A Stoke-on-Trent woman whose home was badly damaged by a dishwasher fire has pledged to support Staffordshire Fire and Rescue Service’s Get Out Stay Out campaign.
“I think the Get Out Stay Out campaign is a really good idea to let people know the safest thing to do in a fire. I’ve seen first-hand how quickly a fire can spread once it takes hold and I’m just so glad we all got out okay."
The campaign, which was launched on Monday March 5, aims to raise awareness of the dangers of tackling a fire yourself, attempting to gather belongings or re-entering a building during a blaze, and highlights the importance of leaving the property as soon as possible and waiting for the fire crews to arrive.
Carol Bucknall, 52, from Riverdale Drive, Packmoor, returned home on Christmas Eve 2017 (Sunday December 24) to find her smoke alarms were sounding. She initially thought it was her house alarm so went inside to investigate.
When she opened the kitchen door she was faced with thick black smoke and could see flames coming from underneath her dishwasher. Carol quickly let her dogs out of their crates and got out of her home but one of the dogs ran back inside.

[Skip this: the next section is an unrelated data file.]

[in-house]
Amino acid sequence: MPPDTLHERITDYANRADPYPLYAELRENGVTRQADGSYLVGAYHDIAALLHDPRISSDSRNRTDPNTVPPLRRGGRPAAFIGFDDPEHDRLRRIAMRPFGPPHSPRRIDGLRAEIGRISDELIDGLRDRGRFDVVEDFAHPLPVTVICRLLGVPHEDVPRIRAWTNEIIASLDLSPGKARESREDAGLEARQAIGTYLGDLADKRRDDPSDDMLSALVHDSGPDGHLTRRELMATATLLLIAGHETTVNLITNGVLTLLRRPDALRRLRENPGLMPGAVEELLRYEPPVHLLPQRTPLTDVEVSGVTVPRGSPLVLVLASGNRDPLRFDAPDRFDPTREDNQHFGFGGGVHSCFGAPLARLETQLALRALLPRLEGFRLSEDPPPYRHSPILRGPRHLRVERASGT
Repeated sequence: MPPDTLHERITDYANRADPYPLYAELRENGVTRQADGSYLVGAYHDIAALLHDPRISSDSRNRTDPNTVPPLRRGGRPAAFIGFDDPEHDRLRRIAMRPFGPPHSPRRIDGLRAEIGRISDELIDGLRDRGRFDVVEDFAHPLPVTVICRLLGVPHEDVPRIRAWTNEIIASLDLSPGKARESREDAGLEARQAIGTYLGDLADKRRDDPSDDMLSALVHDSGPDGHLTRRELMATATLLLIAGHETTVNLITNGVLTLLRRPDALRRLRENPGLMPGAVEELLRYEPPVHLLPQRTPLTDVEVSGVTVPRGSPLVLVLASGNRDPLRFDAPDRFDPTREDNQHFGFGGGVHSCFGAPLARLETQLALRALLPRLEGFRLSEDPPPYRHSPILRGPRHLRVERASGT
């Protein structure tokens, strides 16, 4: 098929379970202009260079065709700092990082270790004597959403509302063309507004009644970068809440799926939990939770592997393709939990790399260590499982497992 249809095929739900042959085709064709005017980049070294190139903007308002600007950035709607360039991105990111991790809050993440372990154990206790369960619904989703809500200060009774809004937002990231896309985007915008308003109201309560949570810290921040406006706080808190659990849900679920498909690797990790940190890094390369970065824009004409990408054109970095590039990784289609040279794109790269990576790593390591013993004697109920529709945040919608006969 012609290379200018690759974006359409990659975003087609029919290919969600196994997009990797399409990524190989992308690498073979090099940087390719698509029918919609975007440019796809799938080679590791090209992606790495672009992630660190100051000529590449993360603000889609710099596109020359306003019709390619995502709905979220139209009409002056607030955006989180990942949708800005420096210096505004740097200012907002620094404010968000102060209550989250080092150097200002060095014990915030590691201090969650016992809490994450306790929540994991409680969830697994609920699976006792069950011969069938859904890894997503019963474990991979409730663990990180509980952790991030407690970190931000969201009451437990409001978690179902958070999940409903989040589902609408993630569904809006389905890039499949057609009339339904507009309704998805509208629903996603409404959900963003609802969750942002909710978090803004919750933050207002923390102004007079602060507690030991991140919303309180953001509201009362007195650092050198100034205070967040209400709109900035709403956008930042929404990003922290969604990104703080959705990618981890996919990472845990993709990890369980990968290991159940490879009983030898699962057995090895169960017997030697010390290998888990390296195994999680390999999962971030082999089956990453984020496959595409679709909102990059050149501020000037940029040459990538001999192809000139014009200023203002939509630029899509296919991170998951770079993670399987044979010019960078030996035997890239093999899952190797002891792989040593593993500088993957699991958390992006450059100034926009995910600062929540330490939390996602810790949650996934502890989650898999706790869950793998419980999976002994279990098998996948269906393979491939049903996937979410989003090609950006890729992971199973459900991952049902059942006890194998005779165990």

She watched on as her son and a neighbour’s son went into the house after the dog.
Carol said: “When my son went in to get the dog I was very worried about him, the smoke was so bad but fortunately I had shut the kitchen door when I left so I at least knew that the dog couldn’t have gone in there.
“Thankfully they all got out okay but I know this was a very risky thing for them to do and they were lucky they weren’t hurt.
“I think the Get Out Stay Out campaign is a really good idea to let people know the safest thing to do in a fire. I’ve seen first-hand how quickly a fire can spread once it takes hold and I’m just so glad we all got out okay.
“When it was happening I was just in complete shock and couldn’t believe it was happening, my kitchen was completely destroyed but it is now being refitted.”
Roy Daniels, who was the Incident Commander, said: “This was a very well developed fire which produced a high level of noxious smoke.
“While we understand why the two men went in, they were very lucky not to be overcome by the smoke and we hope they now realise how dangerous it was to do this.
“People don’t realise but breathing in only a small amount of smoke can actually kill you and sadly we’ve seen this happen during other incidents.”